Quotation by Henry David Thoreau

Christianity, on the other hand, is humane, practical, and, in a large sense, radical. So many years and ages of the gods those Eastern sages sat contemplating Brahm, uttering in silence the mystic "Om," being absorbed into the essence of the Supreme Being, never going out of themselves, but subsiding farther and deeper within; so infinitely wise, yet infinitely stagnant; until, at last, in that same Asia, but in the western part of it, appeared a youth, wholly unforetold by them,—not being absorbed into Brahm, but bringing Brahm down to earth and to mankind; in whom Brahm had awakened from his long sleep, and exerted himself, and the day began,—a new avatar. The Brahman had never thought to be a brother of mankind as well as a child of God.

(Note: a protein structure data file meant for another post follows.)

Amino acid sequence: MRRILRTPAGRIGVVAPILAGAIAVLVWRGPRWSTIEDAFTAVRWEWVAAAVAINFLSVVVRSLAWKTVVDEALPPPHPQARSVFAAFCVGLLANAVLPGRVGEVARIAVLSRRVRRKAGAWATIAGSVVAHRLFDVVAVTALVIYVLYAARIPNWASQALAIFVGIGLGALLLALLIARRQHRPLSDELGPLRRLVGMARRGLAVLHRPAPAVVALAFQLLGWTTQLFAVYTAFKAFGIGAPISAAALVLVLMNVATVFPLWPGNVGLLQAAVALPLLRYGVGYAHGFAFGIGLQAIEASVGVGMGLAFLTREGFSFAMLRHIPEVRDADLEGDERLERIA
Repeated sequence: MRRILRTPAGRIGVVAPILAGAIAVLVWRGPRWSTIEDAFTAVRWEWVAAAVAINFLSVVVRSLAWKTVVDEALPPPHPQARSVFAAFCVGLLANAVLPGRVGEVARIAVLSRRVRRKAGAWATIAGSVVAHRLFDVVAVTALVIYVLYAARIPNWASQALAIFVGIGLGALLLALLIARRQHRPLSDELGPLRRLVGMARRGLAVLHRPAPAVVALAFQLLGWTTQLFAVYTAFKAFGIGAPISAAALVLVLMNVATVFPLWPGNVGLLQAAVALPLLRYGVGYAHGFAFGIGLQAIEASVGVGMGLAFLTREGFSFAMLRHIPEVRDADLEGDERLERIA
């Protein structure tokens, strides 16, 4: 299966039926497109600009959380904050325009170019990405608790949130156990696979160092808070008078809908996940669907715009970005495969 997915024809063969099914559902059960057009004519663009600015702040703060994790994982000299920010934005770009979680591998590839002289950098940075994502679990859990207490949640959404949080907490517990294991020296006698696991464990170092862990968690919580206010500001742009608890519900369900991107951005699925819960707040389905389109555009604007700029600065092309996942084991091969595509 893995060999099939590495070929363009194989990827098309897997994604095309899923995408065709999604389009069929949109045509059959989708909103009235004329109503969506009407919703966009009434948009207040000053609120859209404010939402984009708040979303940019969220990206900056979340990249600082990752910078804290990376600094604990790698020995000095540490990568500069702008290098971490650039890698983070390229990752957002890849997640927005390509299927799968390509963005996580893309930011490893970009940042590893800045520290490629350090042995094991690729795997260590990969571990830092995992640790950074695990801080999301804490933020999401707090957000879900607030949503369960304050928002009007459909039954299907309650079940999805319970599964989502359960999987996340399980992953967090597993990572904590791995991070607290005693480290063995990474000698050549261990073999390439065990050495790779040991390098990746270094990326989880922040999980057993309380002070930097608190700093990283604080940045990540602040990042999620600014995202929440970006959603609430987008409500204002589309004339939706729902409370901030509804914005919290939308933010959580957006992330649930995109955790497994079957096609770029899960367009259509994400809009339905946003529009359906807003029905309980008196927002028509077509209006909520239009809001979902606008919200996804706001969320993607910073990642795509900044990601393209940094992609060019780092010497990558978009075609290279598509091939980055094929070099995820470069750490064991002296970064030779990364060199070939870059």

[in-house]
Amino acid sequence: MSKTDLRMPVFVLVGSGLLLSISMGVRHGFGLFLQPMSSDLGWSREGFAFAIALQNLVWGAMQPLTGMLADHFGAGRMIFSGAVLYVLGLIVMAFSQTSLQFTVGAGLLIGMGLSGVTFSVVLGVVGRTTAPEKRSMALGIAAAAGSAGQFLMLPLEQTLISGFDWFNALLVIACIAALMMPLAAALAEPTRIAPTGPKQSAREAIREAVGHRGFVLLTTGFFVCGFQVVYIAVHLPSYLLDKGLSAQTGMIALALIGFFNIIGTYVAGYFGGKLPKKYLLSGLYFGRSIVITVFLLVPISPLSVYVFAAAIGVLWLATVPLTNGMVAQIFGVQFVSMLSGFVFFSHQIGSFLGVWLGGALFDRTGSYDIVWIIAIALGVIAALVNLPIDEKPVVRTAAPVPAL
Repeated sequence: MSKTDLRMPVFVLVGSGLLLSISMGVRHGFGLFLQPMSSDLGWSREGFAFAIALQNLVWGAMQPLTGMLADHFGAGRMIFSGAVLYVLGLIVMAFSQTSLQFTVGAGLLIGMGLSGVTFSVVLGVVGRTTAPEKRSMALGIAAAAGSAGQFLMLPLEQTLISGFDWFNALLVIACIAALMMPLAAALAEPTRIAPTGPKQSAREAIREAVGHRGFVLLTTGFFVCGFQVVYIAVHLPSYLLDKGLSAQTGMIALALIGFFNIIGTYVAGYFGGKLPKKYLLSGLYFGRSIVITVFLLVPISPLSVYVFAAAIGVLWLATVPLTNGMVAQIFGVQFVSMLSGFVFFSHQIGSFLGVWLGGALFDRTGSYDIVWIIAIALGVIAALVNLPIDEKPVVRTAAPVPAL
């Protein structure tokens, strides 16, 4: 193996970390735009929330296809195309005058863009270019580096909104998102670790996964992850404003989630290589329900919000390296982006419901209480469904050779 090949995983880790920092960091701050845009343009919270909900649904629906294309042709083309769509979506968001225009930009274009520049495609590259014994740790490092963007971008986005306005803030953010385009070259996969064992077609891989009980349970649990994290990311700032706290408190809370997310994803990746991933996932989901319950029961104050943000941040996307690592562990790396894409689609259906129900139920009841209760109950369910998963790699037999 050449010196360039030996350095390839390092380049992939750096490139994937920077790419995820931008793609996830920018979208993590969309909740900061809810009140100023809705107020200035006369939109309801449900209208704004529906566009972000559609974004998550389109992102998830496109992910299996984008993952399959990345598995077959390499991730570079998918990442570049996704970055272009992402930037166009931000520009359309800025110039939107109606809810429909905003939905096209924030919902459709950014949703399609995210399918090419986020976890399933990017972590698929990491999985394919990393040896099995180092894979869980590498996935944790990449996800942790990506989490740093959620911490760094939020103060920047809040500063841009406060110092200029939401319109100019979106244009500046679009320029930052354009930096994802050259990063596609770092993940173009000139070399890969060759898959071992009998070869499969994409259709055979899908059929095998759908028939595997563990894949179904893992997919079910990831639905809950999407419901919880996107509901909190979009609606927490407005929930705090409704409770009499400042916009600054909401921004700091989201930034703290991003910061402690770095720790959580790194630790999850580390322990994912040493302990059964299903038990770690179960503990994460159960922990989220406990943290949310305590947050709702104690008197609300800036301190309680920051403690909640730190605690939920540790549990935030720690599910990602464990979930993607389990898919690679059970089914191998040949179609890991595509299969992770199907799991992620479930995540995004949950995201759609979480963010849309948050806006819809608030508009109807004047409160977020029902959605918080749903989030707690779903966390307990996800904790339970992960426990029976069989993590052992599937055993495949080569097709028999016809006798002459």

Henry David Thoreau (1817–1862), U.S. philosopher, author, naturalist. A Week on the Concord and Merrimack Rivers (1849), in The Writings of Henry David Thoreau, vol. 1, pp. 141-142, Houghton Mifflin (1906).
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